Tuna purse seiner operator Compagnie Française du Thon Océanique (CFTO), one of the largest French tuna companies, has been awarded MSC certification for its Indian Ocean skipjack tuna catches.
This is a roughly 30,000 tonne annual fishery, carried out by eight vessels based in the Seychelles and fishing in the western part of the Indian Ocean, within the EEZs of Seychelles, Mauritius, Mayotte, TAAF (French Southern Antarctic Territories), and in international waters.
The certification follows a 17-month assessment during which independent certification body Control Union UK Ltd, and scientific experts analysed the sustainability of the fishery.
‘This certification highlights the changes driven by the company, the Indian Ocean Tuna Commission, NGOs and scientists to improve management of skipjack tuna fishing in this area. This is a strong positive signal for securing sustainable skipjack,’ stated Margaux Favret, France Director at the Marine Stewardship Council.
The certification recognises the commitment of fishermen and managers over a number of years to reduce the impacts of fishing on marine ecosystems, and ensure proper management of the skipjack tuna population in the Indian Ocean.
‘This work is not yet finished, but we commend the environmental commitment of fishermen and hope they inspire others to join the movement, to make tuna fishing sustainable in the long term,’ she said.
Fishing organisations, scientific institutions and NGOs provided their input during the consultation phases. The certification applies to purse seine fishing on free schools and FADs, to be monitored annually over a period of five years.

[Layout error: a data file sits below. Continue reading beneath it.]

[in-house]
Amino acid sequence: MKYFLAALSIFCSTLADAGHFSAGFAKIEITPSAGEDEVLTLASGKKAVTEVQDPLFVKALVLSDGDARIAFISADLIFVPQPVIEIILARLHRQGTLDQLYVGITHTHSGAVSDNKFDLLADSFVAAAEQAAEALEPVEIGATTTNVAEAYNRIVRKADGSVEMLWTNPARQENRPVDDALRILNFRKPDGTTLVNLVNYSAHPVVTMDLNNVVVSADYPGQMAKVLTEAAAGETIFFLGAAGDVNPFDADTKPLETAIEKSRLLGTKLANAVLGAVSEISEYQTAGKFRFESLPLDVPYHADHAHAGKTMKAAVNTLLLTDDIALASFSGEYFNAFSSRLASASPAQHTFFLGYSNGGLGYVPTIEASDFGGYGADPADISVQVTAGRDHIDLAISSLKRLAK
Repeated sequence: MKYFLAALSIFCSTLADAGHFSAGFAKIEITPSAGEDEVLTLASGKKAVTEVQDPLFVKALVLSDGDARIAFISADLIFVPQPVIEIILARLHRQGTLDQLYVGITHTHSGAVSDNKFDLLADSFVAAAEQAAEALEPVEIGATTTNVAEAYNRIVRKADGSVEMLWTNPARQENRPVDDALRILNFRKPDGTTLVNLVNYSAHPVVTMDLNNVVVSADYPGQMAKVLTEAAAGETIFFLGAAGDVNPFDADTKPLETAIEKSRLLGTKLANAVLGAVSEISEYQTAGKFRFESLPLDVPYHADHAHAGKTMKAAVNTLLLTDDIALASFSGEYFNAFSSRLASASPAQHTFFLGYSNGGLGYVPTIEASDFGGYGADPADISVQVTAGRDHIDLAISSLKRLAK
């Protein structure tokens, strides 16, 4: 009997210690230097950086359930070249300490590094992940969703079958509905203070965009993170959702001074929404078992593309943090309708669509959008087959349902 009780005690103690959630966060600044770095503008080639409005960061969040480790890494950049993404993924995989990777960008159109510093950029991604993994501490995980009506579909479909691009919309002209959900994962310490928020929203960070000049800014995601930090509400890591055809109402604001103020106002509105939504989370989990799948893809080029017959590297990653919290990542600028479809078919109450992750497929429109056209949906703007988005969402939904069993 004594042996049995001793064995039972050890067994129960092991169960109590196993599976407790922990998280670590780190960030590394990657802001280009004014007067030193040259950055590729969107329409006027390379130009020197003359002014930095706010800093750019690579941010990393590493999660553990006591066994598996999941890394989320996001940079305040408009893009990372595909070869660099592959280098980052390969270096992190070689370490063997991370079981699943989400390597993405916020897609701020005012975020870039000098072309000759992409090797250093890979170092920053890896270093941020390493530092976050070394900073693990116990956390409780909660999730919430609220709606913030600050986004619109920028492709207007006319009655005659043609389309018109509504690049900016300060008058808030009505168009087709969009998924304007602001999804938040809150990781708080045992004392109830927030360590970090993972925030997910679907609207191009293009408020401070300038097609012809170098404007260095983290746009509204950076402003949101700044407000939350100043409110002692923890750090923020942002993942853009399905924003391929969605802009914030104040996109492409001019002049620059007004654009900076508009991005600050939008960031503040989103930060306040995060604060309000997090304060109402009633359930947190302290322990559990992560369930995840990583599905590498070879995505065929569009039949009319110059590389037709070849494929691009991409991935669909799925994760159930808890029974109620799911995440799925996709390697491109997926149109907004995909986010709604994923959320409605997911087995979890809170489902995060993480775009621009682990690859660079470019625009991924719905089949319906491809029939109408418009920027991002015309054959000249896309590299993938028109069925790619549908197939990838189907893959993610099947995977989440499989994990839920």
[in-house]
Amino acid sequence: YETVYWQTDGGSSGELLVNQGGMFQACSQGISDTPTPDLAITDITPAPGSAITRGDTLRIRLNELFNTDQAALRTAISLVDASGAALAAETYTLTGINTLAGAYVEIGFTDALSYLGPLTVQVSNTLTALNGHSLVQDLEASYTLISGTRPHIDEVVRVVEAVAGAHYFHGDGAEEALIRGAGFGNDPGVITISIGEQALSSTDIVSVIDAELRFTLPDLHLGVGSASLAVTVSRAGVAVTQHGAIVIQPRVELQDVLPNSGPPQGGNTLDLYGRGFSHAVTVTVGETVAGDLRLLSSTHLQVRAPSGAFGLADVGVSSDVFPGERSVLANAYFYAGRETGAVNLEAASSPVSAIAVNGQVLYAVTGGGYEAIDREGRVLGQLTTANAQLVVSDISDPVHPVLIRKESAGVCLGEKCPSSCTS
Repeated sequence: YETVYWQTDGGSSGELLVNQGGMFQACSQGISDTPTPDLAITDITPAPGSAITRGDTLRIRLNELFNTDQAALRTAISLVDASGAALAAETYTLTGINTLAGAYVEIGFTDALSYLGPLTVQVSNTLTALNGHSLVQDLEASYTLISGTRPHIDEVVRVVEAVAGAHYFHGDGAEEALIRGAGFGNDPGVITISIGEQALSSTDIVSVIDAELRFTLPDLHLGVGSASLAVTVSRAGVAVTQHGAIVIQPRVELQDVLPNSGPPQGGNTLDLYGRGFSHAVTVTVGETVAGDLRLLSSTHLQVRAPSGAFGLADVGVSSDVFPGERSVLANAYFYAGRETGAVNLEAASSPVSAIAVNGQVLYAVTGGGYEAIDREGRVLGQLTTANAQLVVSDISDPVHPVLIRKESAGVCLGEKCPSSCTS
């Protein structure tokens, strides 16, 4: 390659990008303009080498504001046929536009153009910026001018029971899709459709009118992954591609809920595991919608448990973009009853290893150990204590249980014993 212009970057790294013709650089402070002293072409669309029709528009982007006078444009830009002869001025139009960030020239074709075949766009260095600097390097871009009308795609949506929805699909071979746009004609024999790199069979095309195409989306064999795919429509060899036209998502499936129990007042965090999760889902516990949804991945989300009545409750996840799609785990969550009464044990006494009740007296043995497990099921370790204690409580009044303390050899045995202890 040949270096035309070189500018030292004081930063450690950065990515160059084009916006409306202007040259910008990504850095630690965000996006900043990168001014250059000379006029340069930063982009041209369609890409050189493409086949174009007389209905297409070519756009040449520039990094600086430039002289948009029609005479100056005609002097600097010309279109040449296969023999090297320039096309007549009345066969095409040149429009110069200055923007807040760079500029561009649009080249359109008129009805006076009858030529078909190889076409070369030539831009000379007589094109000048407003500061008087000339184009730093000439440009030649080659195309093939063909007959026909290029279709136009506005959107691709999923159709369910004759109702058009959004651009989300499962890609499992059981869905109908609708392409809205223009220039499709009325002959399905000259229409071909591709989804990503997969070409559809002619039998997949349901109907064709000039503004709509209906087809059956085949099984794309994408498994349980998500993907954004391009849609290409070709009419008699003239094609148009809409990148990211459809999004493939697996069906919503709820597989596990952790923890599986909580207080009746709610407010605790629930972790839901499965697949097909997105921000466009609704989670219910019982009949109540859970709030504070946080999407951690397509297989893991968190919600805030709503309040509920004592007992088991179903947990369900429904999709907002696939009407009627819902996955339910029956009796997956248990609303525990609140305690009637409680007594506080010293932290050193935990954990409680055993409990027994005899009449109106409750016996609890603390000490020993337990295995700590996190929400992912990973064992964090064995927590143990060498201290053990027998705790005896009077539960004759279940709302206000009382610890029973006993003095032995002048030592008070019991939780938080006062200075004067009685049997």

The fishery complies with the three sustainability principles of the NGO MSC specifications.
The skipjack tuna stock in the Indian Ocean is in a strong condition. The adoption of catch control rules by the IOTC on this species, and increased monitoring of fishing activities make it possible to limit fishing to a sustainable level and ensure efficient management of the resource.
The fishery has also worked to minimise the impacts of fishing gear and FADs on the environment by limiting their number per vessel, working with scientists to develop non-damaging and biodegradable FADs to reduce interactions with vulnerable species and by training the crew to release by-catch species safely.
‘This certification is the culmination of several years of CFTO’s commitment to the sustainability of tuna resources. The planet and its biodiversity are precious natural capital that we must conserve for future generations,’ explained Diek Parlevliet, chairman of CFTO’s parent company Parlevliet & van der Plas.
To maintain certification, a number of criteria have been set to improve working practices, particularly concerning to the use of FADs to further limit the risks to sensitive habitats or endangered, threatened or protected species.
The company also undertakes to continue its work with the IOTC to ensure that fisheries management is effective in the long term, which will allow the skipjack tuna population to be maintained in its current strong condition.